Mean Guys Do Finish Last

Last week the New York Times featured Vitaly Borker, an online retailer who deliberately abused his customers so they could complain about him online. Some of Borker’s behaviour was completely outrageous, and included alleged threats of litigation and violence, both physical and sexual, against disgruntled customers.

The complaints by customers actually helped his Google ranking, which in turn helped him secure top search placements and more business,

He stumbled upon the upside of rudeness by accident.

“I stopped caring,” he says, and for that he blames customers. They lied and changed their minds in ways that cost him money, he says, and at some point he started telling them off in the bluntest of terms. To his amazement, this seemed to better his standing in certain Google searches, which brought in more sales.

Before this discovery, he’d hired a search optimization company to burnish his site’s reputation by writing positive things about DecorMyEyes online. Odious behavior, he realized, worked much better, and it didn’t cost him a penny.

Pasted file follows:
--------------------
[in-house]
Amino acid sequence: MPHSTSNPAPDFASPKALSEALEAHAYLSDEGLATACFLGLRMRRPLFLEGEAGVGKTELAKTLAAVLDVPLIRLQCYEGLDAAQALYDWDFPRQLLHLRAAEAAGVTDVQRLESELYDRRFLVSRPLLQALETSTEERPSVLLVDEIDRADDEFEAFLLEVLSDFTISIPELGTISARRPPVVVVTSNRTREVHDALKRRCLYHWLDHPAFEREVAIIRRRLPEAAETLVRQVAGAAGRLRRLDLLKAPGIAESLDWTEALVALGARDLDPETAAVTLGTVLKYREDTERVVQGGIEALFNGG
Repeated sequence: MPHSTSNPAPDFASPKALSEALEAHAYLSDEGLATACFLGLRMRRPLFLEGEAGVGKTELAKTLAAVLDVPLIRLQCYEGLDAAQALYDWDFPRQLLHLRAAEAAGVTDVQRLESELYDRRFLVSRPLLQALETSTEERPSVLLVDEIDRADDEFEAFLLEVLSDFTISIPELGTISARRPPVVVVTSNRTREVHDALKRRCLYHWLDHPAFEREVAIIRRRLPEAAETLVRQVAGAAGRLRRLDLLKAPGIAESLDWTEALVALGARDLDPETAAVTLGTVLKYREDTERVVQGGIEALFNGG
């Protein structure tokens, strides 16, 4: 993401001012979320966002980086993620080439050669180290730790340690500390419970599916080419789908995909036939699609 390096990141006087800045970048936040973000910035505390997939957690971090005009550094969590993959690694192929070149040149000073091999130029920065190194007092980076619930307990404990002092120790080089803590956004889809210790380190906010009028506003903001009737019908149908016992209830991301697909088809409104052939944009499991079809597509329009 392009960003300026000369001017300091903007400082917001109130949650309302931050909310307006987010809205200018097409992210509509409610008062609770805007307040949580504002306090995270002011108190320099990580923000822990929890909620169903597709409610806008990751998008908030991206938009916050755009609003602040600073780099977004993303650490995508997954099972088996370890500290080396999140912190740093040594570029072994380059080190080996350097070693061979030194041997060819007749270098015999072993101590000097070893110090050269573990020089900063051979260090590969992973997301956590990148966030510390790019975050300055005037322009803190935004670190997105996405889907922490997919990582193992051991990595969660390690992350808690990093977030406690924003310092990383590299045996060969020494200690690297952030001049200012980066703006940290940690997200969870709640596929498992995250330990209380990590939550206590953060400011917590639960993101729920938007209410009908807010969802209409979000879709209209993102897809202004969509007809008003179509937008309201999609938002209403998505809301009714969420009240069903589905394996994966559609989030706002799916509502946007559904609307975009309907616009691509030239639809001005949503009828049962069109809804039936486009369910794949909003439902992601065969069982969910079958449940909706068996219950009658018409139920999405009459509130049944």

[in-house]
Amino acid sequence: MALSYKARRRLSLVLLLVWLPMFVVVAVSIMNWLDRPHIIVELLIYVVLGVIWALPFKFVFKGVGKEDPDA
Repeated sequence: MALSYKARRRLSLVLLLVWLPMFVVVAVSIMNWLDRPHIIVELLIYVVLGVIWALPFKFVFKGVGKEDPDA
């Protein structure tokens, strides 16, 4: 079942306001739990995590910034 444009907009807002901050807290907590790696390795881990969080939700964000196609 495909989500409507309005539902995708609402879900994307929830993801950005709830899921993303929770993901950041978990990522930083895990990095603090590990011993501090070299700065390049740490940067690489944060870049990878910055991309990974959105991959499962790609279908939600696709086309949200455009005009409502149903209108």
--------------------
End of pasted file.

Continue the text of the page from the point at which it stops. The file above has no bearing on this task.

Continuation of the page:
Borker’s antics had The Globe’s Amber MacArthur asking, “Is rudeness the key to Google search success?” (On an interesting side-note, it appears Borker behaved quite well on his Amazon affiliate.)

Google responded to the Times piece with an announcement on December 1 by Amit Singhal that they would be altering their algorithm to account for retailers like Boker and others like him,

…we immediately convened a team that looked carefully at the issue. That team developed an initial algorithmic solution, implemented it, and the solution is already live. I am here to tell you that being bad is, and hopefully will always be, bad for business in Google’s search results.

…in the last few days we developed an algorithmic solution which detects the merchant from the Times article along with hundreds of other merchants that, in our opinion, provide an extremely poor user experience. The algorithm we incorporated into our search rankings represents an initial solution to this issue, and Google users are now getting a better experience as a result.

In the latest chapter of this saga, Vitaly Borker was arrested today on mail fraud, wire fraud, making interstate threats and cyberstalking.

In this case the collaboration of many different parties helped rectify a significant online problem. The media coverage prompted voluntary changes by the private-party Google, and spurned and investigation and action by public law enforcement.

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